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    Anonymous Coward, May 19th, 2014 @ 6:44pm

    Re:

    err ... I meant to say that I know none of these are particularly new ideas *)

     

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    Anonymous Coward, May 19th, 2014 @ 7:22pm

    Re:

    It was just a first line barely over minimum wage earning and possibly outsourced 20 something in a shitty call center. Of course they laughed, they don't give a shit. I know, I used to work with those dudes in my early tech days in an outsourcing call center (Stream International). Those kinds of jobs go through so much churn that person was probably gone within 3 years.

     

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    Anonymous Coward, May 19th, 2014 @ 8:26pm

    Re: Re:

    Comcast explained to me that the usage is measured by the cable modem and not by upstream. Whatever your cable modem says your usage was, that's what your usage was.

    Of course, your cable modem probably counts the nearly 200GB in spurious ARP traffic the head-end sends you every month, but you know, what's $40 in overages among friends?

    Of course, you could avoid that by renting their cable modem for $7 a month instead of buying your own. Theirs doesn't count the ARP traffic. How convenient.

     

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    Anonymous Coward, May 19th, 2014 @ 9:28pm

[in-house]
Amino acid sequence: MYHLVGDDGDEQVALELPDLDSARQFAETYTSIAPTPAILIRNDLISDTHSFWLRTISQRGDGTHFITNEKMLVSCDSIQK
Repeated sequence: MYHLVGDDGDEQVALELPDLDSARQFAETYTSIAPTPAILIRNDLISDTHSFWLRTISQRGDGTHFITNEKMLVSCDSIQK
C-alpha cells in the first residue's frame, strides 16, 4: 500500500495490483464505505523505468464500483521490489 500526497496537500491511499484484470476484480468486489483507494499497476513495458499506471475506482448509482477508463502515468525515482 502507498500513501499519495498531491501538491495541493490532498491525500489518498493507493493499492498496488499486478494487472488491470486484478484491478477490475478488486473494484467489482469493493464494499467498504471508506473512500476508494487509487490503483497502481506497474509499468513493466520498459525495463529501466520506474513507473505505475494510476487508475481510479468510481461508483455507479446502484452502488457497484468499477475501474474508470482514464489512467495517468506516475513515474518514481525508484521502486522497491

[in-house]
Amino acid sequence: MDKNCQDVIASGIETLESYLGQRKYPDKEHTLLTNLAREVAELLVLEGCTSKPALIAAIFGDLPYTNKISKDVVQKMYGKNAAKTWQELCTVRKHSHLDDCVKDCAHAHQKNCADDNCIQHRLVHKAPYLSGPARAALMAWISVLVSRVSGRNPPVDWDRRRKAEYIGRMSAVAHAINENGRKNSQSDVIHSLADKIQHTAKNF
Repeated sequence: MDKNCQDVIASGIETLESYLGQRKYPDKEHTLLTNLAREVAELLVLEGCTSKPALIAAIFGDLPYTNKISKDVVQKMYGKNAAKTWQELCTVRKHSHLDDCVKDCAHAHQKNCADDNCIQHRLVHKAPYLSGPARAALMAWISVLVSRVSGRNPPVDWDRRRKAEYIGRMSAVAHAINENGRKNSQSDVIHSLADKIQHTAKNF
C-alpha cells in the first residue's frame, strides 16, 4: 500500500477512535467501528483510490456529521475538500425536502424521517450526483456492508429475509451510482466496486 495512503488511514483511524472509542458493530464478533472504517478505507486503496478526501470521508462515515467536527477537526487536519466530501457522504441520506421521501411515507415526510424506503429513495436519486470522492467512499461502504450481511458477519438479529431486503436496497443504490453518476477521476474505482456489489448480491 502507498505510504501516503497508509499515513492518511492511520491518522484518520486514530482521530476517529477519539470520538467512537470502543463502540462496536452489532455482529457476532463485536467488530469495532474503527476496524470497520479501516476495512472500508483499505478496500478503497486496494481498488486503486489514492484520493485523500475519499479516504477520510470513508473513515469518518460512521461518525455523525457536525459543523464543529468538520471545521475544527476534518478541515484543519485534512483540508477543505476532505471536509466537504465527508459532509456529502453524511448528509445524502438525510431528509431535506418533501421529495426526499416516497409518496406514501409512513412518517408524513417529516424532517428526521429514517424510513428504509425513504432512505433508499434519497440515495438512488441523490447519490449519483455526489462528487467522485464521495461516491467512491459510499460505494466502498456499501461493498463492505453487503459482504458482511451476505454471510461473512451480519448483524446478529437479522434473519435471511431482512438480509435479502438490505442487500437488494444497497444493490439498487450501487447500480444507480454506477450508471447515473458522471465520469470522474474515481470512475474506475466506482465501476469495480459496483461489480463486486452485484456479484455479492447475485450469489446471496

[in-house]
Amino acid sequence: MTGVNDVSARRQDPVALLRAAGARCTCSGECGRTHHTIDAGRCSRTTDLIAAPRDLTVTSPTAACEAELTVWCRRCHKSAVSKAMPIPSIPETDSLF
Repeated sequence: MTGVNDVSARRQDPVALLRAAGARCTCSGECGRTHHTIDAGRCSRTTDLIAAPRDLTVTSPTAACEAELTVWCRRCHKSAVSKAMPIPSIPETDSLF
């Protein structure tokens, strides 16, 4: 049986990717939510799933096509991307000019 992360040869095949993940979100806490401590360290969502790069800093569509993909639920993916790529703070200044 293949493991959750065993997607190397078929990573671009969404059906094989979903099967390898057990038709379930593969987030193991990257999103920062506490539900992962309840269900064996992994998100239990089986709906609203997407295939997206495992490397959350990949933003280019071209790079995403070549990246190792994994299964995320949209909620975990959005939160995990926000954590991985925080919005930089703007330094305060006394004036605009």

Re: CC Won't Even Answer Honestly...

    Did anyone even think to ask if the customer has any reliable way of verifying their own usage? S/he is supposed to take Comcast's word for it? Comcast will only tell you your limit was over when you get billed for supposed overage?

     

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    Anonymous Coward, May 19th, 2014 @ 9:31pm

    Re: Google Fiber

    I truly hope that in Google Fiber cities, they kick of their efforts with a slide in the presentation that says:

    Goal: Convert 100% of Comcast/Time Warner/Whatever customers to Google Fiber.

     

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    That One Guy (profile), May 19th, 2014 @ 9:55pm

    Re: Re: Google Fiber

    That would certainly be ridiculously easy, the current major ISP's have poisoned their reputations, and treated their customers so badly, that all Google Fiber would have to do to manage something like that is just make their service available in the area.

     

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    techflaws (profile), May 19th, 2014 @ 10:13pm

    Re: customers hate it

    Most end users don't use anywhere near what the cap is
    [Citation needed]

     

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    Whatever, May 19th, 2014 @ 10:34pm

    Re: Re: customers hate it

     

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    Darth Colonel Sanders, May 19th, 2014 @ 10:36pm

    Take that!

    It's a customer b*tchslap to Commiecast.

     

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    Anonymous Coward, May 19th, 2014 @ 10:58pm

    Re:

    No, this is more like Edison trying to kill off Hollywood.

    The funny thing is, Comcast have not learned the lesson here.

     

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    Manabi (profile), May 20th, 2014 @ 12:46am

    Re: Re: Re: